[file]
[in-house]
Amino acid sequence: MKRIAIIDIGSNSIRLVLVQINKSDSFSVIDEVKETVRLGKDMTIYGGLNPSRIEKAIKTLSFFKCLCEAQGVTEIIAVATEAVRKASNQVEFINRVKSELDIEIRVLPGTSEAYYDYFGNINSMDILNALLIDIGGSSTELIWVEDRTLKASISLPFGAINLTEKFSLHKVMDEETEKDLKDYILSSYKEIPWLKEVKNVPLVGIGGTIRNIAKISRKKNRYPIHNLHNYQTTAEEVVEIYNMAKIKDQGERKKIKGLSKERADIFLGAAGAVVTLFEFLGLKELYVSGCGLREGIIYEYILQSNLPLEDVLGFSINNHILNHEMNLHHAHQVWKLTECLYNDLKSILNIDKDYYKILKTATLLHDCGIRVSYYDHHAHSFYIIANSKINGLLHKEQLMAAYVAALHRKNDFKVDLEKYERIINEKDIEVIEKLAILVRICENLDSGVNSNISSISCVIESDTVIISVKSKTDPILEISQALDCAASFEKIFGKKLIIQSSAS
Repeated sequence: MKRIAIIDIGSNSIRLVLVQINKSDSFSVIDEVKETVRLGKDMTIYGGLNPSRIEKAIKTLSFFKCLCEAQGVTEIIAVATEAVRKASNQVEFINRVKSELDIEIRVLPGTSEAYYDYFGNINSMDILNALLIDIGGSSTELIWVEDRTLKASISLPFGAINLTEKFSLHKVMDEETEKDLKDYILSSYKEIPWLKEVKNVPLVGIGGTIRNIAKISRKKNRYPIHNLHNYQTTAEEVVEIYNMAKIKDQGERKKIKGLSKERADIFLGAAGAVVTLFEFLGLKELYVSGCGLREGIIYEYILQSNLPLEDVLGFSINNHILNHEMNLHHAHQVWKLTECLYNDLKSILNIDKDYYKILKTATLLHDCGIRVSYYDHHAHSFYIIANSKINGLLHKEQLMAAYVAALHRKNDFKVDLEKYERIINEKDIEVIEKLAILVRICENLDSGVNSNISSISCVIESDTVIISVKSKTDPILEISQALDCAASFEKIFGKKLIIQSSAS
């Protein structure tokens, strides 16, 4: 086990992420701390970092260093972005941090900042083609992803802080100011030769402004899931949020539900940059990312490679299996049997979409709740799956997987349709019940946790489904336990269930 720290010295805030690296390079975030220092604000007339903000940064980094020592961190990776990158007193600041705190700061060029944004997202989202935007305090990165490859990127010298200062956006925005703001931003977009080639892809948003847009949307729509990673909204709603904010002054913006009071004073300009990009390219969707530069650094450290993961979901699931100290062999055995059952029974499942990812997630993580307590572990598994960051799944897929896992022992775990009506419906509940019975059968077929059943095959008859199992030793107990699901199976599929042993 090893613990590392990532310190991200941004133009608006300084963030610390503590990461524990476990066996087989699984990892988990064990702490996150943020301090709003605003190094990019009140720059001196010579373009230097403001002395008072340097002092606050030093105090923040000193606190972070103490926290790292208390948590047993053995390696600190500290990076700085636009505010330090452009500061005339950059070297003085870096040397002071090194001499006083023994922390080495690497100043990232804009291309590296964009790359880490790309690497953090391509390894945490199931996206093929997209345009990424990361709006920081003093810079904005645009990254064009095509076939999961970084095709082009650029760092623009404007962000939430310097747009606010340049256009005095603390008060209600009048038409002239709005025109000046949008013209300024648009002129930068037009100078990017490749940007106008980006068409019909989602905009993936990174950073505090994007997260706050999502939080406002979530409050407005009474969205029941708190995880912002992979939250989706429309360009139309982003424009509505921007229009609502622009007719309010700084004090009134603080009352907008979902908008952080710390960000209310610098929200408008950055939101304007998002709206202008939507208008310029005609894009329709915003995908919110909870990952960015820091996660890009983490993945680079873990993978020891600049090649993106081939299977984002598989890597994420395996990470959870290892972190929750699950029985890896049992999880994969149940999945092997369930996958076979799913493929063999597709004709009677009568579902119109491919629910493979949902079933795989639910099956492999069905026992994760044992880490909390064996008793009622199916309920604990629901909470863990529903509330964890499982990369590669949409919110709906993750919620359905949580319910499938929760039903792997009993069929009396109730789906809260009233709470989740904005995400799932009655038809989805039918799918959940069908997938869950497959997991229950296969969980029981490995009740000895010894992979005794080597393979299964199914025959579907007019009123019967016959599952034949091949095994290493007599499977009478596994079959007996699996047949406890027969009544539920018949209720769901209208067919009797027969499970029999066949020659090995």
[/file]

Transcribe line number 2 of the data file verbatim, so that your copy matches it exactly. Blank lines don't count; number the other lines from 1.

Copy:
Amino acid sequence: MKRIAIIDIGSNSIRLVLVQINKSDSFSVIDEVKETVRLGKDMTIYGGLNPSRIEKAIKTLSFFKCLCEAQGVTEIIAVATEAVRKASNQVEFINRVKSELDIEIRVLPGTSEAYYDYFGNINSMDILNALLIDIGGSSTELIWVEDRTLKASISLPFGAINLTEKFSLHKVMDEETEKDLKDYILSSYKEIPWLKEVKNVPLVGIGGTIRNIAKISRKKNRYPIHNLHNYQTTAEEVVEIYNMAKIKDQGERKKIKGLSKERADIFLGAAGAVVTLFEFLGLKELYVSGCGLREGIIYEYILQSNLPLEDVLGFSINNHILNHEMNLHHAHQVWKLTECLYNDLKSILNIDKDYYKILKTATLLHDCGIRVSYYDHHAHSFYIIANSKINGLLHKEQLMAAYVAALHRKNDFKVDLEKYERIINEKDIEVIEKLAILVRICENLDSGVNSNISSISCVIESDTVIISVKSKTDPILEISQALDCAASFEKIFGKKLIIQSSAS